J. F. McLennan , The Philosophy of Sustainable Design: The Future of the Architecture. Kansas City, Missouri, USA: Ecotone Publishing, 2004.

    • Search Google Scholar
    • Export Citation
  • [4]

    Tunisia - Environment. [Online]. Available: https://www.nationsencyclopedia.com/Africa/Tunisia-ENVIRONMENT.html. Accessed: Sep. 30, 2020.

    • Search Google Scholar
    • Export Citation
  • [5]

    The green economy in Tunisia, an implementation tool of the new sustainable development strategy (2014–2020), United Nations Economic Commission of Africa, 2014.

    • Search Google Scholar
    • Export Citation
  • [6]

    Agence Nationale de Protection et de l’Environnement (ANPE) . [Online]. Available: http://www.anpe.nat.tn/Fr/. Accessed: Sep. 30, 2020.

  • [7]

    Sidi Bou Saïd will turn into an ecological city. [Online]. Available: http://www.webdo.tn/2015/06/09/sidi-bou-said-va-se-transformer-en-ville-ecologique/. Accessed: Sep. 30, 2020.

    • Search Google Scholar
    • Export Citation
  • [8]

    A. H. Radwan and A. A. G. Morsy , “The importance of integrating street furniture in the visual image of the city,” Int. J. Mod. Eng. Res., vol. 9, no. 2, pp. 2829, 2016.

    • Search Google Scholar
    • Export Citation
  • [9]

    B. Feng and P. Xia , “Study on the method of landscape ecological design for the urban furniture,” Appl. Mech. Mater., vol. 522–524, pp. 16451648, 2014.

    • Crossref
    • Search Google Scholar
    • Export Citation
  • [10]

    P. H. Wan , “Street furniture design principles and implementations: Case studies of street furniture design in densely populated old urban areas,” MSc Thesis, School of Design, The Hong Kong Polytechnic University, 2008.

    • Search Google Scholar
    • Export Citation
  • [11]

    D. Zhao , B. Bachmann , and T. Wang , “Architecture and landscape design for Beikanzi village in China: An investigation of human settlement and environment,” Pollack Period., vol. 13, no. 2, pp. 231236, 2018.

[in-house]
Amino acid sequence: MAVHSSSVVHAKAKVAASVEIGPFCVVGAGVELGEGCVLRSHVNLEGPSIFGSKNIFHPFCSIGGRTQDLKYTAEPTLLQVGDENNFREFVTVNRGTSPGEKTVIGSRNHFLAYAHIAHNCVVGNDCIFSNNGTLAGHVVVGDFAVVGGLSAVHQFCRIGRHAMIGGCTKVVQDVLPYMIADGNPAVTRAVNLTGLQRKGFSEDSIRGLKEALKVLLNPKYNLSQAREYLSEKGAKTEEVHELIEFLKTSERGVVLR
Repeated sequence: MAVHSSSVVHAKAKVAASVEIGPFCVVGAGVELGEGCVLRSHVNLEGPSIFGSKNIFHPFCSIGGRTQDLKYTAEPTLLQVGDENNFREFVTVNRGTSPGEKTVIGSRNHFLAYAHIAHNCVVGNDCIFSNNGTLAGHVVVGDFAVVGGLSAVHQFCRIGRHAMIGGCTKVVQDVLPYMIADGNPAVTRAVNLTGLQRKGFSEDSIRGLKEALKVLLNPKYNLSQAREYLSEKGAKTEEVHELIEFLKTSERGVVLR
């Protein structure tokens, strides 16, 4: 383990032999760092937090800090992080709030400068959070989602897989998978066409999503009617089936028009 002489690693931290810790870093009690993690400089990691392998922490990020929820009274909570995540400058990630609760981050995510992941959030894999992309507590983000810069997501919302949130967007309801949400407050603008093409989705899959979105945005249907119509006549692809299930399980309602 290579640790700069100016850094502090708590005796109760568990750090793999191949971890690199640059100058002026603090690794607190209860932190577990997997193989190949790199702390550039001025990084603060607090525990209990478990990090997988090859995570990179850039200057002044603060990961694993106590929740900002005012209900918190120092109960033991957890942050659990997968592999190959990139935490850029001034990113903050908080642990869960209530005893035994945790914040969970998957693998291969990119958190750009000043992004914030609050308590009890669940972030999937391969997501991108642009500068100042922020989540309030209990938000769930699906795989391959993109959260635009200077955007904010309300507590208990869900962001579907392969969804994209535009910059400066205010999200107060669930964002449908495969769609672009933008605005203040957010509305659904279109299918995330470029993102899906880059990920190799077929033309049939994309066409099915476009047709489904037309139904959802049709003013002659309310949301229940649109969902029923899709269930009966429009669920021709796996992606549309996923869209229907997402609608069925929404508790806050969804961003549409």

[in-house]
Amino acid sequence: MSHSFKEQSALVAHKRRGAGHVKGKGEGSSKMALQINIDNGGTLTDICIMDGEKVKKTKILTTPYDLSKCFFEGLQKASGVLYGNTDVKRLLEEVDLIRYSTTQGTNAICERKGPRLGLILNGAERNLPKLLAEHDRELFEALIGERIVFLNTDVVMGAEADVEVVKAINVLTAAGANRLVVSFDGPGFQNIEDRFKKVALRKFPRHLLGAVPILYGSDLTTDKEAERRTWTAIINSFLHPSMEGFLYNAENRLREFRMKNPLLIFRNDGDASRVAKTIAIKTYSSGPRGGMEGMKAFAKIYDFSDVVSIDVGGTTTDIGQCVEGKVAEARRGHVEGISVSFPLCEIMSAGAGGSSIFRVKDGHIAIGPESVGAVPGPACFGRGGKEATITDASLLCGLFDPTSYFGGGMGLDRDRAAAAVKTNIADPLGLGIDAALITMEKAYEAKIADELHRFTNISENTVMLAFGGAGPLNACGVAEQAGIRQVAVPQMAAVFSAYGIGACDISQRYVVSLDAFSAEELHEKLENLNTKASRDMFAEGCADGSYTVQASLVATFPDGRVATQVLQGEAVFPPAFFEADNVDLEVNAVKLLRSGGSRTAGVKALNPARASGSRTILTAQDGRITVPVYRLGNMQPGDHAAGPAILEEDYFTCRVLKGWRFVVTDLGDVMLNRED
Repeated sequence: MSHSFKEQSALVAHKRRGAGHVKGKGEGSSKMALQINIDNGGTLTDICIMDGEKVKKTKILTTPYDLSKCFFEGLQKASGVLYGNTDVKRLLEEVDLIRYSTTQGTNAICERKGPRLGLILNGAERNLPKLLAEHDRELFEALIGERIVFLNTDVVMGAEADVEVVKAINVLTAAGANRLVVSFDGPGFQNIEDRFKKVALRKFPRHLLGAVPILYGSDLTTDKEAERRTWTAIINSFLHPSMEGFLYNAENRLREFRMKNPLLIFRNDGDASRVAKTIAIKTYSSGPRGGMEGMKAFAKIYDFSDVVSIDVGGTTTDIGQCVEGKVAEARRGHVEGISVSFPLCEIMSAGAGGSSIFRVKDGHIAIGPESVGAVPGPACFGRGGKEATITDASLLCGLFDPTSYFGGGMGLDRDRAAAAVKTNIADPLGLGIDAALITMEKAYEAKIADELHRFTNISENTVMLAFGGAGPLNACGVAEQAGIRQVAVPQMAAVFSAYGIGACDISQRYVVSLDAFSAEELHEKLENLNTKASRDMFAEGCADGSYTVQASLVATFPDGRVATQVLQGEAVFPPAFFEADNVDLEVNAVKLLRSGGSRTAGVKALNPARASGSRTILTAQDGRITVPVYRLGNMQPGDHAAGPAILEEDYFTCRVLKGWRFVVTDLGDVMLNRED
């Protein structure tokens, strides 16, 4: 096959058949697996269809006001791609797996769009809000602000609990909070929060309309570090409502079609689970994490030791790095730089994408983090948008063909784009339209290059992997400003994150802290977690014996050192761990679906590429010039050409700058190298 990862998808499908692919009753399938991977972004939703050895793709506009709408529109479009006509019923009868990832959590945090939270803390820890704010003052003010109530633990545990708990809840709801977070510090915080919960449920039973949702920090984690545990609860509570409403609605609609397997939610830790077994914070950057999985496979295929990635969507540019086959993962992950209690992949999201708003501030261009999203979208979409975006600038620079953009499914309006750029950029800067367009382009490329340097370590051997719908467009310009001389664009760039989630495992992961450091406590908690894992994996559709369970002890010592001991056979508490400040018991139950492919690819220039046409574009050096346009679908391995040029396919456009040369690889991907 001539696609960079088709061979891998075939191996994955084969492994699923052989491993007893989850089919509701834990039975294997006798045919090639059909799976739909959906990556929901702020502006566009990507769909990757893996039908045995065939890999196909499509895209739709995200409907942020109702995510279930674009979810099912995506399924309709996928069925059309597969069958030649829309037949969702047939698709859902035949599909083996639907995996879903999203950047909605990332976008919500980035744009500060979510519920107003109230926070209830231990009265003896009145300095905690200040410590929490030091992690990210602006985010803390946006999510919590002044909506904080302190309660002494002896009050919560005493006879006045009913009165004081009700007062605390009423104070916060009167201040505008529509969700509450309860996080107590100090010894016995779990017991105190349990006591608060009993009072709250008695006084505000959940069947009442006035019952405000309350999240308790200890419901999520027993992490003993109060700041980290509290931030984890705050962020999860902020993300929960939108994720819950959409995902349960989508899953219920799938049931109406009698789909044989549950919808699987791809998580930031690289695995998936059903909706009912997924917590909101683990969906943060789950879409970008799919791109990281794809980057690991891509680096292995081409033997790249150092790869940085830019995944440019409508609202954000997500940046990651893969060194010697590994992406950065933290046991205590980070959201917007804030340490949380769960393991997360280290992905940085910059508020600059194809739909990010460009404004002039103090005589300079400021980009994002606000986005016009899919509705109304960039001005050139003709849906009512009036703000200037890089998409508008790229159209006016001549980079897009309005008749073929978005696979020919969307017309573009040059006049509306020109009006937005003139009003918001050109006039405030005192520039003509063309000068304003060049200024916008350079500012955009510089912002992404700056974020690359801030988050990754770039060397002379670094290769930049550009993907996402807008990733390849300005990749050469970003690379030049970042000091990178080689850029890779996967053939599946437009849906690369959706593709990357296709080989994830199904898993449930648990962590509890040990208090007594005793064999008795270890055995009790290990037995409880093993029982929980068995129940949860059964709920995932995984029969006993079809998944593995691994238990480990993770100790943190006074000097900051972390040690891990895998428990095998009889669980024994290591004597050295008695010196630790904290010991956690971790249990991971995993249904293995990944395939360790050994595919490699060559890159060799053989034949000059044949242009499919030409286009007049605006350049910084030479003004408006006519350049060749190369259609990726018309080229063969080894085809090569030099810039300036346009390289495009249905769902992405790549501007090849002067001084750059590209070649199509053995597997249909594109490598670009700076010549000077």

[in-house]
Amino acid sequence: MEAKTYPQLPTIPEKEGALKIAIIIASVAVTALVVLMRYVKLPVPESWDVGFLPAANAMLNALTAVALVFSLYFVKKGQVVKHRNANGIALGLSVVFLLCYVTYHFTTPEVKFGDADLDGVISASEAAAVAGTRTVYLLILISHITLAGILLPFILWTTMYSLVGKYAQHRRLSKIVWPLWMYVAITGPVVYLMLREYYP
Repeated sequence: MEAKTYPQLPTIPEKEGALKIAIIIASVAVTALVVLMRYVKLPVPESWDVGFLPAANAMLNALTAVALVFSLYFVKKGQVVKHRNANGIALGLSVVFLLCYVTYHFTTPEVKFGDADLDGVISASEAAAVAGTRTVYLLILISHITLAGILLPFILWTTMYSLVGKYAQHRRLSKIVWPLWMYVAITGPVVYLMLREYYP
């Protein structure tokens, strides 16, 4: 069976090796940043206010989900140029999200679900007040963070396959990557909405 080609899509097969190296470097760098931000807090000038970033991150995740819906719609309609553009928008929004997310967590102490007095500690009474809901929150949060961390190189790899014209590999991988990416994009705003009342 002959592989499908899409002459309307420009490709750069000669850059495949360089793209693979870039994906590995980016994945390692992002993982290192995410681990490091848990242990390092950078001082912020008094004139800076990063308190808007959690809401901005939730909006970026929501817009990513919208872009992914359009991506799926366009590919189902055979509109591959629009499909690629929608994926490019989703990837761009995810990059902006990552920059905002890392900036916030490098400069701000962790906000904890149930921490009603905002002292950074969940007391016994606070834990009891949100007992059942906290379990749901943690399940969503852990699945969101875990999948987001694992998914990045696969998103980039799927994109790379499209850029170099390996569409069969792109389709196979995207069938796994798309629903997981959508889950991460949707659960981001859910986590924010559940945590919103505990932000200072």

• Crossref
    • Search Google Scholar
    • Export Citation
  • [12]

    J. Wang and J. Han , “The essence of traditional Chinese furniture,” Pollack Period., vol. 11, no. 2, pp. 165172, 2016.

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Computer Science Applications Q3
Materials Science (miscellaneous) Q3
Modeling and Simulation Q3
Software Q3
Scopus
Cite Score
269/220=1,2
Scopus
Cite Score Rank
Civil and Structural Engineering 206/310 (Q3)
Computer Science Applications 445/636 (Q3)
General Materials Science 295/460 (Q3)
Modeling and Simulation 212/274 (Q4)
Software 304/373 (Q4)
Scopus
SNIP
0,933
Scopus
Cites
290
Scopus
Documents
68
Acceptance
Rate
67%

 

Pollack Periodica
Publication Model Hybrid
Submission Fee none
Article Processing Charge 900 EUR/article
Printed Color Illustrations 40 EUR (or 10 000 HUF) + VAT / piece
Regional discounts on country of the funding agency World Bank Lower-middle-income economies: 50%
World Bank Low-income economies: 100%
Further Discounts Editorial Board / Advisory Board members: 50%
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Subscription fee 2022 Online subsscription: 327 EUR / 411 USD 321
Print + online subscription: 393 EUR / 492 USD
Subscription fee 2023 Online subsscription: 336 EUR / 411 USD
Print + online subscription: 405 EUR / 492 USD
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Pollack Periodica
Language English
Size A4
Year of
Foundation
2006
Volumes
per Year
1
Issues
per Year
3
Founder Akadémiai Kiadó
Founder's
Address
H-1117 Budapest, Hungary 1516 Budapest, PO Box 245.
Publisher Akadémiai Kiadó
Publisher's
Address
H-1117 Budapest, Hungary 1516 Budapest, PO Box 245.
Responsible
Publisher
Chief Executive Officer, Akadémiai Kiadó
ISSN 1788-1994 (Print)
ISSN 1788-3911 (Online)